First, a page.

|Subscribe | What is RSS|
Contact: Jim Northup, 906-387-2607, ext. 202
(MUNISING, Mich.) The National Park Service has announced that there will be modest recreational fee increases for visitors to Pictured Rocks National Lakeshore this visitor season.
The fee for car camping in one of the park’s three drive-in campgrounds, (Little Beaver Lake, Twelvemile Beach and Hurricane River) will increase from $12 per night to $14 per night. Waterfront sites at Twelvemile Beach Campground will be $16 per night.
The fee for overnight backcountry camping at one of the 13 designated backcountry camping areas will increase from $4 per person per night to $5. The $15 fee charged to individuals or groups who wish to reserve backcountry sites in advance of their trip will remain at $15.
The fee for participating in a guided tour of the Au Sable Light Station will increase from $2 to $3 per person.
There is no general Entrance Fee for Pictured Rocks National Lakeshore.
“These fees are determined by conducting an annual comparison of fees charged for similar facilities and visitor opportunities in our area,” said Lakeshore Superintendent Jim Northup. “Our fees have not increased for several years. After conducting the study in 2007, we determined that our fees have fallen behind those charged by nearby national and state parks and forests.”
“These modest increases will make our fees more consistent with those charged by others. Since we conducted the study last year, we have noticed that the fees at many of the other areas have also been increased, so enjoying the National Lakeshore still remains a great bargain,” Northup added.
Under the terms of the Federal Recreation Enhancement Act, 100% of the recreation fees collected within Pictured Rocks National Lakeshore remain at the lakeshore to do good work on behalf of the park.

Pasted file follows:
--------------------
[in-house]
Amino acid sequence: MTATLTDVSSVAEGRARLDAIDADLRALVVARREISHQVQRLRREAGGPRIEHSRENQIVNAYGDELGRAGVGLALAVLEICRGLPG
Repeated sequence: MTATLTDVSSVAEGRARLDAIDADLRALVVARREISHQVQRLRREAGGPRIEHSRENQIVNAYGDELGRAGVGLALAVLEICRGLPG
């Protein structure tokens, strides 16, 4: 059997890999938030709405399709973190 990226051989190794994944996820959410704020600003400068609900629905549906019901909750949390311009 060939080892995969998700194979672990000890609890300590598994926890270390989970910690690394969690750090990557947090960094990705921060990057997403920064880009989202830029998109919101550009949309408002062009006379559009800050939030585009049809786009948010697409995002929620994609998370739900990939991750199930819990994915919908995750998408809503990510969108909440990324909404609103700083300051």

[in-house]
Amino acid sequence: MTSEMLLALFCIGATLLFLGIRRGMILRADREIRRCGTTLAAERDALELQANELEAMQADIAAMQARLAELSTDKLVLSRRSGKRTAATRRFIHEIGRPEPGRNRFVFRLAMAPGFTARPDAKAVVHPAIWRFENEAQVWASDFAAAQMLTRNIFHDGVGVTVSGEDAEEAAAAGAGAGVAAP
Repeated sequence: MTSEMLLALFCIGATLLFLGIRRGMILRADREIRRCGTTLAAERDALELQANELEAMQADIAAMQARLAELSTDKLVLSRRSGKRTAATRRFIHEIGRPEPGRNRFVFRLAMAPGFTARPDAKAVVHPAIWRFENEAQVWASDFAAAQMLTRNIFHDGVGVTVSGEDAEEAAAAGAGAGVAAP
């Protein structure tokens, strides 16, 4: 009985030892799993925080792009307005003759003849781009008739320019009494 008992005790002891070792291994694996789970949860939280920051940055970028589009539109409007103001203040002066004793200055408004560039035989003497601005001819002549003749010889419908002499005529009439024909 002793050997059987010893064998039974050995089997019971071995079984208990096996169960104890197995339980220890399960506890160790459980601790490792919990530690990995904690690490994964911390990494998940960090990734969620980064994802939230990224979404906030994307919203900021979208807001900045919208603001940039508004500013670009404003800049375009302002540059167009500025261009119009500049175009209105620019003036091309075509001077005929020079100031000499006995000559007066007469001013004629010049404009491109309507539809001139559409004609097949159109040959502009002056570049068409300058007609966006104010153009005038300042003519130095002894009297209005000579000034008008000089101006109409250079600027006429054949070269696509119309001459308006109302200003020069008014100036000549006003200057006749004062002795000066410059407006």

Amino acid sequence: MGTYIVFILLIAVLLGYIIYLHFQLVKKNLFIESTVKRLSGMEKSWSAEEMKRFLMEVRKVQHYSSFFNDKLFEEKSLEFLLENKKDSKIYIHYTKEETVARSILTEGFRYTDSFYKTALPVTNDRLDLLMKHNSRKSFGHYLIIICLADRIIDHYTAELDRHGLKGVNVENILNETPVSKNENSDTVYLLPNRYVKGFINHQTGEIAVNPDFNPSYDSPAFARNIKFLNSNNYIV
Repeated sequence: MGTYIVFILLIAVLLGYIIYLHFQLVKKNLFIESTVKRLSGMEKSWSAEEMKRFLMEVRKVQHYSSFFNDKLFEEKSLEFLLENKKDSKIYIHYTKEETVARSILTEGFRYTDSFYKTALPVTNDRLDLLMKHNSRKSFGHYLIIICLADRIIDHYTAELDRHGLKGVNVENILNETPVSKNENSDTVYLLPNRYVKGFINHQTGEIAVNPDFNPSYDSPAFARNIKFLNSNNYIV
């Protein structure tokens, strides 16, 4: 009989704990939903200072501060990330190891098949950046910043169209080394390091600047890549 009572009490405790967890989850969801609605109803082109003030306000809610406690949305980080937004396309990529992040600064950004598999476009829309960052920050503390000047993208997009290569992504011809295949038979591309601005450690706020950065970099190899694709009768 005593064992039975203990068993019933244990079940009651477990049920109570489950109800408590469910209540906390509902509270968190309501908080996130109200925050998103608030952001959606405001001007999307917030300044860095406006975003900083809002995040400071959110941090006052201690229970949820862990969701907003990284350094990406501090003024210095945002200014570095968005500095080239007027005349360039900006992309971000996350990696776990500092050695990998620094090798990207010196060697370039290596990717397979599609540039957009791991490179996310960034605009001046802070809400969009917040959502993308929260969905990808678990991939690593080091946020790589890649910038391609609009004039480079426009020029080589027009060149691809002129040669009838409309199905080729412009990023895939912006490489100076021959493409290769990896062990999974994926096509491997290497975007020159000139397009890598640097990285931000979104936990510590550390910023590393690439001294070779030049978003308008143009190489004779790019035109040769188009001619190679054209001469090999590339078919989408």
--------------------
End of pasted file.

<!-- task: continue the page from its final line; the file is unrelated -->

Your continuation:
“We collect about $125,000 annually. We use these funds to hire staff to keep the campgrounds clean, conduct the lighthouse tours, staff visitor centers, maintain over 95 miles of backcountry trails and the backcountry campsites, and to maintain and improve park facilities,” Northup said. “These fees are critical to our ability to sustain park operations.”
Some of the special projects currently underway or planned with funds collected from these fees include improving backcountry signs, restoring the historic landscape at Au Sable, and improving campground facilities.
“We are also fortunate that since we are one of the smaller parks in the system in terms of fee collection, we are also able to compete for funds held in a special account, generated by 20% of the fees collected at places like Yellowstone, Yosemite and the Grand Canyon,” explained Northup.
“We also have a number of special projects underway funded by the special 20% fund including improving road ways, repairing historic buildings and improving water systems.”
“We appreciate the public’s support for paying reasonable fees for the use and enjoyment of park facilities,” Northup concluded.